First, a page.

A revised state budget may have Berkeley residents paying more for a pack of cigarettes and reaching deeper into their pockets to register an automobile, but residents aren’t likely to lose out on many city services, Berkeley officials say.
“We’re still sorting out the implications... but what some are calling new taxes looks like the way [the governor] is going to keep cities whole,” said Deputy CIty Manager Phil Kamlarz.
It is not all roses for the city, though, Kamlarz said.
Closing a $23.6 billion budget gap in Sacramento, which Gov. Grey Davis aims to do in his budget proposal for next year, means other sacrifices are bound to trickle down to Berkeley, he added.
One of the biggest losers in Davis’ proposed budget, released this week, is county government. California counties are slated for cuts of about $1 billion. City governments rely heavily on county programs to fill gaps in local services.
According to District 14 Assemblywoman Dion Aroner, the burden falls almost entirely upon Health and Human Services agencies, meaning less money to fuel such county resources as medical clinics, insurance and Medi-Cal programs for the poor, and mental health assistance.
“Berkeley will feel some of that,” she said. “And it’s going to play out largely on the city police department budget.”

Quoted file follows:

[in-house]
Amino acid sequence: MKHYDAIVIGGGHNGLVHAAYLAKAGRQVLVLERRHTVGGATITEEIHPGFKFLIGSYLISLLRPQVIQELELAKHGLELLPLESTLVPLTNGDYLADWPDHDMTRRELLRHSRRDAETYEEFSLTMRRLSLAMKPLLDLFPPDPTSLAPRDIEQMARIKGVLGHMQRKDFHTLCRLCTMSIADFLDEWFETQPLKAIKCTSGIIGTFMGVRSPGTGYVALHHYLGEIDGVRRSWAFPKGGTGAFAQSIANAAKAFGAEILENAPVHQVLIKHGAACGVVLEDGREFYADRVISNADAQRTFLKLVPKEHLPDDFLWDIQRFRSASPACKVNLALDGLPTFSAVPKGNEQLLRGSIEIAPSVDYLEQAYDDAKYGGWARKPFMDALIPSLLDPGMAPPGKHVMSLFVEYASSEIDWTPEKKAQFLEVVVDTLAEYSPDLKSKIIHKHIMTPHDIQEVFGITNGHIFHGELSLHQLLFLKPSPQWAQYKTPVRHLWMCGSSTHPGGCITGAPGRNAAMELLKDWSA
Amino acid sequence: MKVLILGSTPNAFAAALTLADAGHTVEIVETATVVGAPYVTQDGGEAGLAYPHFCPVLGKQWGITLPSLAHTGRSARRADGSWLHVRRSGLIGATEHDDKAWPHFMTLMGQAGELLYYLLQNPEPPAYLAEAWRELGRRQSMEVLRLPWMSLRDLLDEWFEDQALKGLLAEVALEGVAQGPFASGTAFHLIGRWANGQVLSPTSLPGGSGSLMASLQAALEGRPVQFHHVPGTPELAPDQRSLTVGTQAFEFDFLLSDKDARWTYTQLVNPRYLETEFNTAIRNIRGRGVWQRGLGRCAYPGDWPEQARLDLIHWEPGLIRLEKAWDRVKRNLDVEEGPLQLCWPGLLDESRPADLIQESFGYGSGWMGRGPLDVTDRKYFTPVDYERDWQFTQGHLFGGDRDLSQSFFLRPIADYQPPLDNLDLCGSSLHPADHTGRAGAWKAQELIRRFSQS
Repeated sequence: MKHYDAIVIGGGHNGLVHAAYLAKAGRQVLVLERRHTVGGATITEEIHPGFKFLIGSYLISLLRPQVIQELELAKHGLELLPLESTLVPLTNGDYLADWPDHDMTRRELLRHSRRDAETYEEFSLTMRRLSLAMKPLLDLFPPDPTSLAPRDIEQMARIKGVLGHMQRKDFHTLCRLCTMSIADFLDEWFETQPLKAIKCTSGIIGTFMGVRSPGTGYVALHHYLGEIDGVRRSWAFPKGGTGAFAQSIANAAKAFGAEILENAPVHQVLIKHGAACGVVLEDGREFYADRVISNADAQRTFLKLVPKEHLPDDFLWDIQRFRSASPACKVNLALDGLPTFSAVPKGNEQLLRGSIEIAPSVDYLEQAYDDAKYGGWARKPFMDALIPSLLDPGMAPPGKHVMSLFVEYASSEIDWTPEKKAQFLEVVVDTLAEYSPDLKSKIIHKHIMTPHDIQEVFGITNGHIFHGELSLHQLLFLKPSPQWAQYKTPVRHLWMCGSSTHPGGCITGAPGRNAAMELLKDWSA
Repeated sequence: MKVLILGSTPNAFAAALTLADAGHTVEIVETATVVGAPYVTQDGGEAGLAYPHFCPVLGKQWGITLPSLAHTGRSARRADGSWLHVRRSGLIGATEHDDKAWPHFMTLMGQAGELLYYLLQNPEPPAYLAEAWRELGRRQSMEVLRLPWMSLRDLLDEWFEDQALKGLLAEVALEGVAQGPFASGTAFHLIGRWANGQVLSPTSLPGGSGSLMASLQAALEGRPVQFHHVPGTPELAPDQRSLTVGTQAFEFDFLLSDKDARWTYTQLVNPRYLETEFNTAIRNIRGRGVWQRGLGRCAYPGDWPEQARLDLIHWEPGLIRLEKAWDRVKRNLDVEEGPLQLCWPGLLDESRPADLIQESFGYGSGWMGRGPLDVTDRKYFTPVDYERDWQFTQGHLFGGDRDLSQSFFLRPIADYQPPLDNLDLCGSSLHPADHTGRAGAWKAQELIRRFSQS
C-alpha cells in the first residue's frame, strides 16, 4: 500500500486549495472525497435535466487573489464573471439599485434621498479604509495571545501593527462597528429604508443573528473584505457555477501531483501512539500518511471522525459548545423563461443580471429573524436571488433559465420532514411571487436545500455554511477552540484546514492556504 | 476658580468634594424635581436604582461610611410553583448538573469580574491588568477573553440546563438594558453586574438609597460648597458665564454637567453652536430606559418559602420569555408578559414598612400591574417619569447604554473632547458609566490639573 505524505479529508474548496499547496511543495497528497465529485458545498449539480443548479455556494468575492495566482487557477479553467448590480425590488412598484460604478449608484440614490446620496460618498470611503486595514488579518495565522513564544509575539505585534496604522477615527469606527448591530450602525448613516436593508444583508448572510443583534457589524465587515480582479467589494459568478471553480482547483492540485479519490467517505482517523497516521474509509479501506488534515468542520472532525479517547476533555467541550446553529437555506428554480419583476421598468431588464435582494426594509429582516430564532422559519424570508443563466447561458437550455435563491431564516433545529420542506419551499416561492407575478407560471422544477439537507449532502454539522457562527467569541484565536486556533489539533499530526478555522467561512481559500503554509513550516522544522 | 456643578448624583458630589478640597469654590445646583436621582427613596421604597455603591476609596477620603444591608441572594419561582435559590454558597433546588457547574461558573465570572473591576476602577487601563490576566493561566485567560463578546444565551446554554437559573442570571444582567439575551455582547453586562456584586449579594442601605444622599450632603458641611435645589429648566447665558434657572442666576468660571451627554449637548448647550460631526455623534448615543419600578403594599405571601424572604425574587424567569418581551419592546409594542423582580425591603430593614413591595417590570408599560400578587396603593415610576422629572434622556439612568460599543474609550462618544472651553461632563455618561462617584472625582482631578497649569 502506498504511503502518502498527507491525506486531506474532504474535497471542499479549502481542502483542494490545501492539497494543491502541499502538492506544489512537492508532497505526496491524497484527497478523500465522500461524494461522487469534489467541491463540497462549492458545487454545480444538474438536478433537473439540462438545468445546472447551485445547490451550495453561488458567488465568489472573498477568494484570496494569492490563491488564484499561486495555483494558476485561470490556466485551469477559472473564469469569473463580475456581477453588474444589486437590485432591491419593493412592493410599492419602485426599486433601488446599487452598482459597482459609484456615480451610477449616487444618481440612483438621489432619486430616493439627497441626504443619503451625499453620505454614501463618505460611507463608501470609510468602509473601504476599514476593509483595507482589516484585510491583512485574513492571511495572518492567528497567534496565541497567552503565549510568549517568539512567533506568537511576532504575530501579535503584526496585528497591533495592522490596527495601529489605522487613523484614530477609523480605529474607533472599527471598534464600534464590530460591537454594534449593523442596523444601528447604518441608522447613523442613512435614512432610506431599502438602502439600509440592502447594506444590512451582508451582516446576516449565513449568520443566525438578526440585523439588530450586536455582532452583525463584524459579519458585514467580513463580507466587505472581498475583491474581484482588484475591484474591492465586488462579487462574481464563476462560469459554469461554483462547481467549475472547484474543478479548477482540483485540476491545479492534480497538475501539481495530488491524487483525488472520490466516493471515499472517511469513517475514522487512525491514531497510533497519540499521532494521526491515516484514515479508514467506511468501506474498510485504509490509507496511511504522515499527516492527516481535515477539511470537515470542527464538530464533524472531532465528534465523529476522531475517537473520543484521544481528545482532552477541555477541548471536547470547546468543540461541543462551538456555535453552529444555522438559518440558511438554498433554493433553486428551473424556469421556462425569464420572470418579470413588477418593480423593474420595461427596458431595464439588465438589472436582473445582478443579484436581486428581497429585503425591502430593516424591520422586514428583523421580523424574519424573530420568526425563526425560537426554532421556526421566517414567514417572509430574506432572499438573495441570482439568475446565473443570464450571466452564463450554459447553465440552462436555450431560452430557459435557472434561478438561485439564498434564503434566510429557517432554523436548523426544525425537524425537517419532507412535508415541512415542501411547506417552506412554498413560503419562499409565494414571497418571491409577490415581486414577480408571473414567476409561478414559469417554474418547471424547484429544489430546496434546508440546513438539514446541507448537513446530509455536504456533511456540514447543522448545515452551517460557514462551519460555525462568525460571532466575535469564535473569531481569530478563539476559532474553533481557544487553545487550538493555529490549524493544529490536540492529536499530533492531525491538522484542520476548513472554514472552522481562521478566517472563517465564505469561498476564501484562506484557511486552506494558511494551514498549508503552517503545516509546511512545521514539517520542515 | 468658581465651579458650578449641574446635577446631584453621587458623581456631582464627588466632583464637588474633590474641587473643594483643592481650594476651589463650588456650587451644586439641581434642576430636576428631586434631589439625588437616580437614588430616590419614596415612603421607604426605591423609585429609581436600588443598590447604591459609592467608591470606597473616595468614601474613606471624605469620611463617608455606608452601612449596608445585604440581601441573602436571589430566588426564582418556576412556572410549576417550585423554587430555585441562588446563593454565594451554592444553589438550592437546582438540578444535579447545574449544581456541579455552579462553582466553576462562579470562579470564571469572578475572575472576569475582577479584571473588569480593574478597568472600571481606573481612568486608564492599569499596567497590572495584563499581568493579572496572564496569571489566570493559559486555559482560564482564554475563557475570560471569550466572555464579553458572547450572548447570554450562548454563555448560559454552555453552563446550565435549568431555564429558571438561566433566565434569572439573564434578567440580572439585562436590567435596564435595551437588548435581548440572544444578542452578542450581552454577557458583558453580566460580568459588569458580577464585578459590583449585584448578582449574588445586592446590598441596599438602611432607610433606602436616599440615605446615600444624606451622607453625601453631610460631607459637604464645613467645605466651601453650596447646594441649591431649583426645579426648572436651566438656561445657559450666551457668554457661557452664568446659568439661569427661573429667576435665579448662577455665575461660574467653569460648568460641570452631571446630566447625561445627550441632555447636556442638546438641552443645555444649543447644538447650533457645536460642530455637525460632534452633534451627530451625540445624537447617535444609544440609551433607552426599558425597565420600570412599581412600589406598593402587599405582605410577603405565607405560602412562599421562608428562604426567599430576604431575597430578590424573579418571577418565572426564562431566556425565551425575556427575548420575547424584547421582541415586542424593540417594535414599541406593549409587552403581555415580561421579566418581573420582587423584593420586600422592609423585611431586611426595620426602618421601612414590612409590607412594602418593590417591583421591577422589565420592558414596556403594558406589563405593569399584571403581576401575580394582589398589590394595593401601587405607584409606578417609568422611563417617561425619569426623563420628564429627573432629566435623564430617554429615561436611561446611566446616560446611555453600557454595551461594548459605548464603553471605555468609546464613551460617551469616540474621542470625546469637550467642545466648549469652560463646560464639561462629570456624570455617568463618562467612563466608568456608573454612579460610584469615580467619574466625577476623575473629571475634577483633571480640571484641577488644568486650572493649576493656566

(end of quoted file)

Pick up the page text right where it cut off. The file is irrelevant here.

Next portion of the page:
Instead of health and human service professionals addressing the problems, law enforcement will end up dealing with the criminal consequences of untreated persons, Aroner explained.
The repercussions for Berkeley police are magnified by another Davis proposal that seeks to eliminate state reimbursements for city booking costs.
Additionally, Berkeley Mayor Shirley Dean, in her State of the City address this week, identified problems with staffing already plaguing the city’s police department.
Phone calls to Berkeley police were not returned.
Fred Medrano, the city’s director of health and human services, affirmed that the city’s services appeared unharmed by the Governor’s revised budget. Berkeley is one of only three cities in the state that runs a health department.
“It doesn’t look like there’s going to be a real major impact on existing city health services... The impacts are at the county level,” he said.
Berkeley schools seemed to have been spared too.
“Education has done very well,” said Aroner. Meeting the state’s required $32 billion contribution to schools was a top priority of the Governor, she said.
In addition to revenues from increases in automobile fees and cigarette taxes, loans helped Davis fulfill many of his budget commitments, at least on paper.
The May Revision calls for selling $4.5 billion worth of bonds to borrow from future tobacco settlement revenues as well as getting $4 billion from loans, transfers, and refinancing plans.
“We’re still cautious because there might be some short-term solutions here that will affect us much later, after the [November] election,” Kamlarz said.
Davis’ proposal is already receiving scrutiny, particularly from Republicans in Sacramento opposed to tax increases. The proposal is likely to admit several changes before its scheduled adoption on July 1.